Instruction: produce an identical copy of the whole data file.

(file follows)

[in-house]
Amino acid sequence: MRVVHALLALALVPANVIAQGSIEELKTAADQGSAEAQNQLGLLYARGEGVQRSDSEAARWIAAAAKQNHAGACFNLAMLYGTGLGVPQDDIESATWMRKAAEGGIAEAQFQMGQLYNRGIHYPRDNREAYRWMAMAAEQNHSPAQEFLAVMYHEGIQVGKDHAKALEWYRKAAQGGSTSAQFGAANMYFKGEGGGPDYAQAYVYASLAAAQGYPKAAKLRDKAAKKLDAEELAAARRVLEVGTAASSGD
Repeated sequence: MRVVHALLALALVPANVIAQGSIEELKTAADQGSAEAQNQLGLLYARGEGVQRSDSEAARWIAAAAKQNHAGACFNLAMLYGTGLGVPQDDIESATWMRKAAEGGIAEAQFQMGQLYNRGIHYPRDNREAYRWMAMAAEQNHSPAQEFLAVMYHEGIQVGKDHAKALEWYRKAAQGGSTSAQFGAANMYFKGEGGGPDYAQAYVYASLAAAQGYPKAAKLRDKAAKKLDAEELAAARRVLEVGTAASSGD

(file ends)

[in-house]
Amino acid sequence: MRVVHALLALALVPANVIAQGSIEELKTAADQGSAEAQNQLGLLYARGEGVQRSDSEAARWIAAAAKQNHAGACFNLAMLYGTGLGVPQDDIESATWMRKAAEGGIAEAQFQMGQLYNRGIHYPRDNREAYRWMAMAAEQNHSPAQEFLAVMYHEGIQVGKDHAKALEWYRKAAQGGSTSAQFGAANMYFKGEGGGPDYAQAYVYASLAAAQGYPKAAKLRDKAAKKLDAEELAAARRVLEVGTAASSGD
Repeated sequence: MRVVHALLALALVPANVIAQGSIEELKTAADQGSAEAQNQLGLLYARGEGVQRSDSEAARWIAAAAKQNHAGACFNLAMLYGTGLGVPQDDIESATWMRKAAEGGIAEAQFQMGQLYNRGIHYPRDNREAYRWMAMAAEQNHSPAQEFLAVMYHEGIQVGKDHAKALEWYRKAAQGGSTSAQFGAANMYFKGEGGGPDYAQAYVYASLAAAQGYPKAAKLRDKAAKKLDAEELAAARRVLEVGTAASSGD